Another significant factor during the goombay years is that there were two distinct nightclub scenes. The first of these was the exclusive Bay Street club scene. This scene included all of the major hotels of the day, most of which operated several rooms where live music could be heard and all of which welcomed only white clientele. Another group of nightclubs, known collectively as the Over-the-Hill scene, was the home of entertainment by and for Bahamians. This scene was a part of the so-called chitlin' circuit, and as a result Bahamians had the chance to see many of the major African American entertainers of the day come through nightclubs like the Cat and Fiddle Club during the 1950s and {apos}60s. Importantly, both tourists and local Afro-Bahamian clients were welcome at these clubs, and it is significant that the exoticized floor show routines so popular in the Bay Street clubs also played well in the Over-the-Hill clubs.

The negotiations through which local goombay artists found themselves able to craft their representations of themselves and the Bahamas to tourists in ways calculated simultaneously to garner warm reception by other Bahamians, the ironies embedded in the gradual destruction of the Over-the-Hill scene during the very moment that the Bahamas came under majority rule and attained national independence, and the move away from the umbrella of goombay and toward other modes of representation in the 1970s and {apos}80s are explored at length in chapter 3.


Bahamian Junkanoo is a celebration-including masquerade, dance, music, and art-rooted in West African spirituality and sharing some connection to similar traditions in Jamaica, Belize, North Carolina, St. Kitts and Nevis, and Bermuda. Unlike pre-Lenten Carnival celebrations in places such as Trinidad, New Orleans, and Brazil, Junkanoo is a yuletide festival, traditionally celebrated on or around Christmas, Boxing Day, and New Year's Day. Today Junkanoo is the primary marker of Bahamian national identity. It is sponsored by the state and is touted as a space within which all Bahamians can come together in equality. As such, it is a civic-that is, a "secular"-festival (Rommen 1999). Junkanoo, though, also exists as a popular music that draws its legitimacy in part from the festival itself. Although these two types of Junkanoo are intimately connected to each other, they also facilitate separate and quite different discursive spaces within which the nation is imagined and narrated. In this sense, Junkanoo is much like goombay-split, that is, into two spheres of music making and musical meaning that nonetheless overlap with and are informed by each other across very different performance contexts.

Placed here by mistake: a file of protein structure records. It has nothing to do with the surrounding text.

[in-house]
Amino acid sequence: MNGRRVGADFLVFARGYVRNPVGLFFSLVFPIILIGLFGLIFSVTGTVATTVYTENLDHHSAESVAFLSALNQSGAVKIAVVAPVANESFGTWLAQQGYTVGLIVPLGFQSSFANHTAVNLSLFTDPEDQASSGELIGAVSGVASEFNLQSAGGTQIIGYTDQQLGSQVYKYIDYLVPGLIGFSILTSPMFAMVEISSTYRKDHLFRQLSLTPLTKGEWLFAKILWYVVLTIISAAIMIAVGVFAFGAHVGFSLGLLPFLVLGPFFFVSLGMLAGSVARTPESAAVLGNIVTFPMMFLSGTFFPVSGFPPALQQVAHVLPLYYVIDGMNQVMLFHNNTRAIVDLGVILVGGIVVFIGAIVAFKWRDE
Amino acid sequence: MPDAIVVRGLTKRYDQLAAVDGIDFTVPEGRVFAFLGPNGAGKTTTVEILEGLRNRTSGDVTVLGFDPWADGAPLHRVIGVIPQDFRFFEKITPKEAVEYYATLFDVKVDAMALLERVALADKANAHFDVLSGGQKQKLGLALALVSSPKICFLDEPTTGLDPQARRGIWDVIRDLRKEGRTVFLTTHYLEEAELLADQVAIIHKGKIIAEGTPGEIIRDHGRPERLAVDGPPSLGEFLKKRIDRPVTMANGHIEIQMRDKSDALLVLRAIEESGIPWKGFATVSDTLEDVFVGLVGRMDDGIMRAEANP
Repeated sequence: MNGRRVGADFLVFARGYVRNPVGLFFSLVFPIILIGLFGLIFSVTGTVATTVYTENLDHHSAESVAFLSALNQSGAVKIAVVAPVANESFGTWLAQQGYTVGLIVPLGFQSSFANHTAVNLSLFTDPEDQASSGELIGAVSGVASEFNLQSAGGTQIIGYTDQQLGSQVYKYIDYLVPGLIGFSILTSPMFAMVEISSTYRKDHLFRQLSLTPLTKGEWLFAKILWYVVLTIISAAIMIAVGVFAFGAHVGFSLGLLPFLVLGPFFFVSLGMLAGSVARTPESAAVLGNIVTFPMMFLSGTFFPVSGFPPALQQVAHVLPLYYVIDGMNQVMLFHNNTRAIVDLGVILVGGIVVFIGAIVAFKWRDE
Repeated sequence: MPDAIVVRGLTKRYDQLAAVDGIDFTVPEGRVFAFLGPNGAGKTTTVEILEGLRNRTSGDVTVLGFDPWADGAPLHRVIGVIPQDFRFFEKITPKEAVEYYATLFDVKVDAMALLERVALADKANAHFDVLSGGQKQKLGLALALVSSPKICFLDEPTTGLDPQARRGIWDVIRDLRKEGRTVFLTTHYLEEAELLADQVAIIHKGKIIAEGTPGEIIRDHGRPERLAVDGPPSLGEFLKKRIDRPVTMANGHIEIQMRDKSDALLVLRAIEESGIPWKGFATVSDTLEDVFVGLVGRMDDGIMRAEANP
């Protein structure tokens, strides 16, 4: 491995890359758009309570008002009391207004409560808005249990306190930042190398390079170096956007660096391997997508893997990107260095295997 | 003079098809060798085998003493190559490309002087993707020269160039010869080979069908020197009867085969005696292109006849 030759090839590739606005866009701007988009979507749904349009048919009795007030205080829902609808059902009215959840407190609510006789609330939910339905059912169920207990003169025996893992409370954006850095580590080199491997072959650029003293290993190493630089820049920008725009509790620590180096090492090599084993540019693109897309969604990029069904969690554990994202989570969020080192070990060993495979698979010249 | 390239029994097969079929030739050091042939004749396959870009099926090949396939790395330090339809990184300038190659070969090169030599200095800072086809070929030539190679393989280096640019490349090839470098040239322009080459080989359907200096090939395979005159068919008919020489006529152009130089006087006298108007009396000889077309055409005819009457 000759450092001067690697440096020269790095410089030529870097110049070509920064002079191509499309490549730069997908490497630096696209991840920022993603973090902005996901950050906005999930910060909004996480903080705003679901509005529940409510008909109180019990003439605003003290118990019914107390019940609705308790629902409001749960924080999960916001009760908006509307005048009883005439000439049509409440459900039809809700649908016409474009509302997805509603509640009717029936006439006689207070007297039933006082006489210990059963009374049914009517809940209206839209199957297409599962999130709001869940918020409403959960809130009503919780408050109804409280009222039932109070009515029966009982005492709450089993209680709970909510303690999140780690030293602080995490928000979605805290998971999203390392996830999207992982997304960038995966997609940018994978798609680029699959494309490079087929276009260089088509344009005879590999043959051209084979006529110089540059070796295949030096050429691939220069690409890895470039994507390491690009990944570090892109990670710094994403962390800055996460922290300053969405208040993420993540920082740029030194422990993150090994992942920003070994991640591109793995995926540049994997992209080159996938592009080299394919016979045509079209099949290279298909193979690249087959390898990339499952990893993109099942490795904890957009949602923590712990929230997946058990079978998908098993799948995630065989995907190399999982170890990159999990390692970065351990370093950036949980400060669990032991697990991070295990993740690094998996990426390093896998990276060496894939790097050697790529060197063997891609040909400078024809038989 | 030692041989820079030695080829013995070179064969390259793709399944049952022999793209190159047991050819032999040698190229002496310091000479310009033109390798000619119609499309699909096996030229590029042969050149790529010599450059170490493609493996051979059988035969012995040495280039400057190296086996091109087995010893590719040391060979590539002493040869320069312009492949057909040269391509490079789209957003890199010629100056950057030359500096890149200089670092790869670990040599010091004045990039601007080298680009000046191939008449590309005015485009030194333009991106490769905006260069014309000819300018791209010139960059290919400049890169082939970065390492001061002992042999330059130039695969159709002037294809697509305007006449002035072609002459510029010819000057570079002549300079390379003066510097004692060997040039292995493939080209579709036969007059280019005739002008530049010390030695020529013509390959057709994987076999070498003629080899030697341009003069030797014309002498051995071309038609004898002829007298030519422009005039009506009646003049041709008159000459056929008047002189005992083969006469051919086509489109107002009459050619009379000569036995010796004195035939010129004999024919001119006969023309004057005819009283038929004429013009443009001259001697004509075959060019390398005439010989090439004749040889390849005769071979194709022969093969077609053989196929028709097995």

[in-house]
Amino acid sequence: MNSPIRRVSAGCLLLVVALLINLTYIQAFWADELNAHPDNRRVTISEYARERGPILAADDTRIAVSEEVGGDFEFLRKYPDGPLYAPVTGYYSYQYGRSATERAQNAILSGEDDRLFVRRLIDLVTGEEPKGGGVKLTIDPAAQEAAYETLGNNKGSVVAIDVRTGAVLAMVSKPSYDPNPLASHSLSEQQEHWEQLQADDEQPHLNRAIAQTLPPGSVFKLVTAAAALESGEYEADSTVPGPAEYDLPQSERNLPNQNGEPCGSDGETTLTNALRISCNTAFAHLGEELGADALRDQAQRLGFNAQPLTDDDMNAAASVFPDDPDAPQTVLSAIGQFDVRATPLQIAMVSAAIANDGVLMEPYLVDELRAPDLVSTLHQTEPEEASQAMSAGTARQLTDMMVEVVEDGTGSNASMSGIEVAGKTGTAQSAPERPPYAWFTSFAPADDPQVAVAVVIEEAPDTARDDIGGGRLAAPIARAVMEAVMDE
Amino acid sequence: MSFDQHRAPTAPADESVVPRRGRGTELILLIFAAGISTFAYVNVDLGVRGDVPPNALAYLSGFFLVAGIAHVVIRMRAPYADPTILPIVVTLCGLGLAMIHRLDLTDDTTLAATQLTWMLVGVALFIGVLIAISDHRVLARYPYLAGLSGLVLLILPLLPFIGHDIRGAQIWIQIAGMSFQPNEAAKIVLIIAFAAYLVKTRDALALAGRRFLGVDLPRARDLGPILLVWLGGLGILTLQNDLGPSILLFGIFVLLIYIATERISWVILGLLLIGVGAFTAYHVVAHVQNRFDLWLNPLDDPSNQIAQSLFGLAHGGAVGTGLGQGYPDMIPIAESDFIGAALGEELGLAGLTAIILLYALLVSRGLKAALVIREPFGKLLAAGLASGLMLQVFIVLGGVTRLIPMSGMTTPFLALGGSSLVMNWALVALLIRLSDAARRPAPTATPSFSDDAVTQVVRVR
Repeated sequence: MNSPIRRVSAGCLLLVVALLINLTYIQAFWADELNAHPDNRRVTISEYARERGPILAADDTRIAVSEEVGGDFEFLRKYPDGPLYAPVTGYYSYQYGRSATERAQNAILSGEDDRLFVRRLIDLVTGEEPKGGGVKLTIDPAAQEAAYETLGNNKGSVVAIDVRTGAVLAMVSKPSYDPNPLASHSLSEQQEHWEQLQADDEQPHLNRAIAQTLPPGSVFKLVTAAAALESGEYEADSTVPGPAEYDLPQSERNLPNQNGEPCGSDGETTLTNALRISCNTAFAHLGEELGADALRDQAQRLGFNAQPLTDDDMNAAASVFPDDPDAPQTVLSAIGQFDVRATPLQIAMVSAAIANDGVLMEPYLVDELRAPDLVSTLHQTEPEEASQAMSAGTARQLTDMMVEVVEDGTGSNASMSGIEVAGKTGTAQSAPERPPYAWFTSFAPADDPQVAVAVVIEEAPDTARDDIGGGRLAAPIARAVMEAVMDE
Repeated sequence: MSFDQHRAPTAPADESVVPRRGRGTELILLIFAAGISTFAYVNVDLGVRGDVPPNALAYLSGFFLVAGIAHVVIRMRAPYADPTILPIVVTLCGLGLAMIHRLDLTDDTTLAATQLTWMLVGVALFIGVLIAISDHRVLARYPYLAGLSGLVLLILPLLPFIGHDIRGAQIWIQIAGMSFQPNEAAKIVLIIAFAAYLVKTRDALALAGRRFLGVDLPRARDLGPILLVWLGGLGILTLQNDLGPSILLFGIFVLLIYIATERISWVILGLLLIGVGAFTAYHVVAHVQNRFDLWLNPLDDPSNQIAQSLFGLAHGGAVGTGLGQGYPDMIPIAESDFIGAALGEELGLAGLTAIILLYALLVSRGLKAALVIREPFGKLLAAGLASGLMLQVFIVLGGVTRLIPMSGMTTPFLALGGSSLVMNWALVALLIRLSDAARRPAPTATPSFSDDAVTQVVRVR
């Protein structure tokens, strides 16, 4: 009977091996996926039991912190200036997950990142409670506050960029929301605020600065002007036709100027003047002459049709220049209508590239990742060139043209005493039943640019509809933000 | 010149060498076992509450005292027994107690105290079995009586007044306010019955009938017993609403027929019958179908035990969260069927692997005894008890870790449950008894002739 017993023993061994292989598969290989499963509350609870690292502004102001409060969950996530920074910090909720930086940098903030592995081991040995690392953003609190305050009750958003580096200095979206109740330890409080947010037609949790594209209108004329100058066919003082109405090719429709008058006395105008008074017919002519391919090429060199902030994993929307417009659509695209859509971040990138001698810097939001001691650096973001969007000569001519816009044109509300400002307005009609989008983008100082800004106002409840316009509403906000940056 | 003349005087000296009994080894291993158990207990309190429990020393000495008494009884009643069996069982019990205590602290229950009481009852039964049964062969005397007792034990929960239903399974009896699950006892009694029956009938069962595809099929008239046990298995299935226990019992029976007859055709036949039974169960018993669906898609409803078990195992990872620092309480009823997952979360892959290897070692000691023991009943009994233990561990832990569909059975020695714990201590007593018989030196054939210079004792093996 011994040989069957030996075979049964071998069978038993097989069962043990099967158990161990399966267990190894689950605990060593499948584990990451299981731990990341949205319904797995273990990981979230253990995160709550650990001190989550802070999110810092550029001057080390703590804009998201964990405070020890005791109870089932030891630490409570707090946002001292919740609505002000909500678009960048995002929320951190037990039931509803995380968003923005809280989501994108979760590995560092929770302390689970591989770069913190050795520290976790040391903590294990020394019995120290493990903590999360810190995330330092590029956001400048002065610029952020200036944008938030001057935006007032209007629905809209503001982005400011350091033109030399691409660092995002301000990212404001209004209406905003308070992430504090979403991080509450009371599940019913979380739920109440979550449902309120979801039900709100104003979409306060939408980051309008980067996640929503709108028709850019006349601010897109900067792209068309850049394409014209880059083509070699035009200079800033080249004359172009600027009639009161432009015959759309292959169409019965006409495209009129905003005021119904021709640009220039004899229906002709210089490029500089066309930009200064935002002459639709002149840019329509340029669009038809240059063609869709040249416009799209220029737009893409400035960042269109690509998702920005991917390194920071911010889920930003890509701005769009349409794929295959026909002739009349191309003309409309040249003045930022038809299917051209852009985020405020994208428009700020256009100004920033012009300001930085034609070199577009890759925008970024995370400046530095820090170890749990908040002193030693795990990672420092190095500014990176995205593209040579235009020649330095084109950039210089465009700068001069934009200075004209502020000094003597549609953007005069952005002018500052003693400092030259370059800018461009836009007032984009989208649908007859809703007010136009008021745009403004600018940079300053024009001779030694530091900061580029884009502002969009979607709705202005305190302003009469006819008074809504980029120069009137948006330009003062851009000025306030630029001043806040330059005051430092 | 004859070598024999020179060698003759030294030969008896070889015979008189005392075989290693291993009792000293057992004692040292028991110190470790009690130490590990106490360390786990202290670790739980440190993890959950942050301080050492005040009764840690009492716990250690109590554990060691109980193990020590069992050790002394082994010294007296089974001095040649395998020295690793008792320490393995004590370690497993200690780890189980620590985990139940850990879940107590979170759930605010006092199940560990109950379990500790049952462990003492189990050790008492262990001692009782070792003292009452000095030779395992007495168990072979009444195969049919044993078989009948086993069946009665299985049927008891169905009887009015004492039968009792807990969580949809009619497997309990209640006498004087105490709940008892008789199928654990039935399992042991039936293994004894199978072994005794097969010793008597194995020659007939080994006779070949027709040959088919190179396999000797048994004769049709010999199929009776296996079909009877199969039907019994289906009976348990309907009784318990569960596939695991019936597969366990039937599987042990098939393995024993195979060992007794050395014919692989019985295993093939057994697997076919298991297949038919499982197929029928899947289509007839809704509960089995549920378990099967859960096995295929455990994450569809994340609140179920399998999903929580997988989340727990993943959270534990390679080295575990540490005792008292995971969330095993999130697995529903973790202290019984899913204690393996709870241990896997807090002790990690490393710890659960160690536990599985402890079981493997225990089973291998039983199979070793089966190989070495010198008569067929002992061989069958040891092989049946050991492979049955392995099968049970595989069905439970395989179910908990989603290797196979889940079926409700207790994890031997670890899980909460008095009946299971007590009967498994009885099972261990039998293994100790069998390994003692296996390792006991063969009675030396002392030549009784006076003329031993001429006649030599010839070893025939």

Ken Bilby (2008), working to trace the archaeology of Junkanoo in the circum-Caribbean, notes that it was likely a well-established practice in Jamaica as early as the late seventeenth century. The first written accounts of Junkanoo in the Caribbean date from the early eighteenth century (1707), but there is, by contrast, no record of Junkanoo in the Bahamas until well after the loyalists settled there. The first accounts of Afro-Bahamian yuletide celebrations in the Bahamas date from just before emancipation (1823 and 1831), but they do not unambiguously describe Junkanoo. Although these accounts describe celebrations held during the customary release from their duties granted to slaves in the early morning hours of Boxing Day (December 26), a time when they were permitted to congregate and enjoy the holiday with family and friends, it would take another decade before similar accounts highlighted celebrations that clearly map onto Junkanoo practice (the 1840s).

After emancipation in 1838, these yuletide celebrations are increasingly recognizable as Junkanoo, yet, like Carnival elsewhere in the Caribbean, they were highly stigmatized by the establishment. The African roots of the music, combined with the violence and disorder that occasionally accompanied the celebration, caused widespread concern among the middle and upper classes. As in the early steel band movement in Trinidad, rival groups would "rush" the streets during the celebration and compete with each other in an attempt to defeat the other groups through music, costumes, and, on occasion, violence. The government attempted to stop the celebration on several occasions and, when that failed, passed laws limiting it in various ways. Thus, while Junkanoo continued to be celebrated, political pressure, in conjunction with middle- and upper-class resistance to the practice, kept it from gaining broad acceptance during the nineteenth century. Gradually, however, the celebration became less controversial, and by the middle of the twentieth century, Junkanoo was a reasonably well-accepted Bahamian cultural marker.